Towering sandy dunes, well-worn hiking trails, diverse flora and fauna, and acclaimed entertainment venues, Indiana Dunes National Park is an ultimate outdoor adventure destination.
|Park||Indiana Dunes National park|
|Things to do||Camping, Hiking, Bike ride.|
|Hotels near Indiana Dunes national Park||Spring house Inn, Waterbird lakeside Inn and many more|
|Price||No entry fee|
|Camping Locations||Multiple Locations|
The park setup is quite different from other national parks and can be confusing for first-time visitors.
However, there’s plenty to see and do there. In this post, we’ll be sharing everything you need to know about Indiana Dunes National Park to make your first visit as enjoyable as possible. Let’s begin!
Indiana Dunes National Park is one of the smallest yet most diverse in all National Park systems in the United Nations.
It is Designated as the 61st National Park and is located in northwestern Indiana, at the southern tip of Lake Michigan, surrounded by National Parklands.
At just under 24-miles, this magical place offers stunning sandy beaches, rugged dunes, quiet forests, and a fantastic diversity of habitats.
The variety of terrains in the parks allows for a wide variety of flora and fauna to flourish and offer incredible visitor experiences.
For those looking for a place to escape from the bustle of the city, Indiana Dunes National Park makes a great weekend gateway to a unique outdoor location.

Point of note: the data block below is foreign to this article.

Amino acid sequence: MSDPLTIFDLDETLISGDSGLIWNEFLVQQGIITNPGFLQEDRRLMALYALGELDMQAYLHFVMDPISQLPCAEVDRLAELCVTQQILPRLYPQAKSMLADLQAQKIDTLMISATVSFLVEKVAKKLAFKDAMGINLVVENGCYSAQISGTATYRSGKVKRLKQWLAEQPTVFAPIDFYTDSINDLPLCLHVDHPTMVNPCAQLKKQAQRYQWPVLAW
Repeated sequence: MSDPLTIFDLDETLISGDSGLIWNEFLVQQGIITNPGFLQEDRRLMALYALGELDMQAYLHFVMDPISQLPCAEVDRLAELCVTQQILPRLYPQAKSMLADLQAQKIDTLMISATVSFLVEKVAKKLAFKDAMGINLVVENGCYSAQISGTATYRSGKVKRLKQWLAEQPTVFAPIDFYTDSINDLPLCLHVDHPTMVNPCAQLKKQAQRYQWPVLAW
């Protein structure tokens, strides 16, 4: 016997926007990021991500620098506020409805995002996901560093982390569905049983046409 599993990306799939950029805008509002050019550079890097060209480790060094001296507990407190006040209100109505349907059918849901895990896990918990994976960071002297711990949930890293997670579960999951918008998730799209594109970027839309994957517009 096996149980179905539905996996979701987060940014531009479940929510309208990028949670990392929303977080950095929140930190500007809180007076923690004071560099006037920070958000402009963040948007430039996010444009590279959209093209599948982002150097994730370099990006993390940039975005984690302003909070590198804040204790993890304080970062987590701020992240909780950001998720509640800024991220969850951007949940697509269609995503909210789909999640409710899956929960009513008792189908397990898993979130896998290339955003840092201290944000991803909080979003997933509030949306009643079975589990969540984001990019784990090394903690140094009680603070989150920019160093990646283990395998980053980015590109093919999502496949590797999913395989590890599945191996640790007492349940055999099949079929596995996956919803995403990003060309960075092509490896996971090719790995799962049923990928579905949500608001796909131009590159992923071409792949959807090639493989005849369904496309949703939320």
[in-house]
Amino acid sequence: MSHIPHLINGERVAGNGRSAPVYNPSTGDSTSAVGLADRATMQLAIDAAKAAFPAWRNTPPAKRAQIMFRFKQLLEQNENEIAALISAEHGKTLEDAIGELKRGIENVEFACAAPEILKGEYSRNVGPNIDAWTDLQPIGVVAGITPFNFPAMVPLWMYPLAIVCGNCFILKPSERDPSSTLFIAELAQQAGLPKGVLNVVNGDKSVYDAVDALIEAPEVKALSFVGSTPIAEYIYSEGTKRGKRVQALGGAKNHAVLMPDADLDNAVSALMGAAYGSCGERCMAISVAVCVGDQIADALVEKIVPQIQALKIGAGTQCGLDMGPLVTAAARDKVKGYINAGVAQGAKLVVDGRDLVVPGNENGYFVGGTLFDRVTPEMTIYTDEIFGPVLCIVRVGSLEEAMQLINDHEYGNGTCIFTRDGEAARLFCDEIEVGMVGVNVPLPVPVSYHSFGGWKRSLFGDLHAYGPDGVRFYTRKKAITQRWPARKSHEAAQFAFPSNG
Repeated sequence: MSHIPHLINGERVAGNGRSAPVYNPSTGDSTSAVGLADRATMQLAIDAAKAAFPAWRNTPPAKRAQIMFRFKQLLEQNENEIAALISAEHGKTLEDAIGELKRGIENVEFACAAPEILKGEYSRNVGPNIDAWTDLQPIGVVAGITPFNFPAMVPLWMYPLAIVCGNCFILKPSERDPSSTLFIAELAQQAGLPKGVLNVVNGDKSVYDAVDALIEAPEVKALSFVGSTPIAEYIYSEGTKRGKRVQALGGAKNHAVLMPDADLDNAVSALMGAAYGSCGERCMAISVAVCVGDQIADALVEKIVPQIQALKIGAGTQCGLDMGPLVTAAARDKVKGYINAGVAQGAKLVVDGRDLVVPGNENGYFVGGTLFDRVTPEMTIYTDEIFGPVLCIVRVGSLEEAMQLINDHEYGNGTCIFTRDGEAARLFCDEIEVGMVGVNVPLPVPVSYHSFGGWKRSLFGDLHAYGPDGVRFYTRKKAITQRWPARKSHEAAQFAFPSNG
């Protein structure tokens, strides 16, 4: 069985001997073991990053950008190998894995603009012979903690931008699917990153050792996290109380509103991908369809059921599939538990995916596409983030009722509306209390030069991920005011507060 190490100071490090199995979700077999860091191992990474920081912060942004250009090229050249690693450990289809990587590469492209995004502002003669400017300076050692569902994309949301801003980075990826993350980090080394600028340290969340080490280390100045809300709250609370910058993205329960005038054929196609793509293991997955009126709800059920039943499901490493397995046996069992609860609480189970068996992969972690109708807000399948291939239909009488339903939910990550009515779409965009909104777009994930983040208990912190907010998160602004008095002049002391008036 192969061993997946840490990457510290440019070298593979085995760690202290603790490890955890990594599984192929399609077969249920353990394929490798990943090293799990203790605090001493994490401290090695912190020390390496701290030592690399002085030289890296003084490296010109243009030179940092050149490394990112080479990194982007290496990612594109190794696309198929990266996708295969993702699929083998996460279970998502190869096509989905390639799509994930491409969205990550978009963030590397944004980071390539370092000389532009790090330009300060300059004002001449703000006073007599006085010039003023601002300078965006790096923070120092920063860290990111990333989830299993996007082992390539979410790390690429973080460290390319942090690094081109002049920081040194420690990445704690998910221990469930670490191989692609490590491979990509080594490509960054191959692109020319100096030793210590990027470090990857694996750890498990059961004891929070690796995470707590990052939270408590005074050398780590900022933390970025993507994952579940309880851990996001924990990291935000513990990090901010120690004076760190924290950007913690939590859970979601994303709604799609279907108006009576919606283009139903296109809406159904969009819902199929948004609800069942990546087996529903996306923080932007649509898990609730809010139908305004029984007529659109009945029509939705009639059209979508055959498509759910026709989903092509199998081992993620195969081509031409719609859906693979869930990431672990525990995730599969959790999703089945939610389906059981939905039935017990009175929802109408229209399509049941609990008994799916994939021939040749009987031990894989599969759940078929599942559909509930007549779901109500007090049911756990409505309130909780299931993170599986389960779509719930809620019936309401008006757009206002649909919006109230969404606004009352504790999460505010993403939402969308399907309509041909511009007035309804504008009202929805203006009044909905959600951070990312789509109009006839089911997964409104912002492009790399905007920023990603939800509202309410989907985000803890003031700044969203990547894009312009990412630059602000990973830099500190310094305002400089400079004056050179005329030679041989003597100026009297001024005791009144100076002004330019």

More than 2 million visitors come to the Park every year to enjoy a pyramid of outdoor adventures.
The Park was initially established as Indiana Dunes National Lakeshore in 1966 and designated as Indiana Dunes National Park after a long journey that began in the late 1800s.
Three prominent individuals who work tirelessly to save the dunes and turn the Indiana Dunes National Lakeshore into reality include Henry Cowles, Senator Paul H. Douglas, and Dunes resident Dorothy R. Buell.
In 1961 people who fought to save the dunes began to see hope in President John. Kennedy supported congressional authorization.
In 1966, National Park Service added the Indiana Dune as National Lakeshore.
The 1966 legislation included 8,330 acres of land and water, National Park Service.
It Saved the Dunes Council to continue its efforts to expand the boundaries of preservation, and the size of the Park go increased to more than 15,000 acres.
On February 15th, 2019, the Indiana Dunes National Lakeshore was renamed Indiana Dunes National Park, and it became the 61st national Park in the country.
Best Things to Do in the Park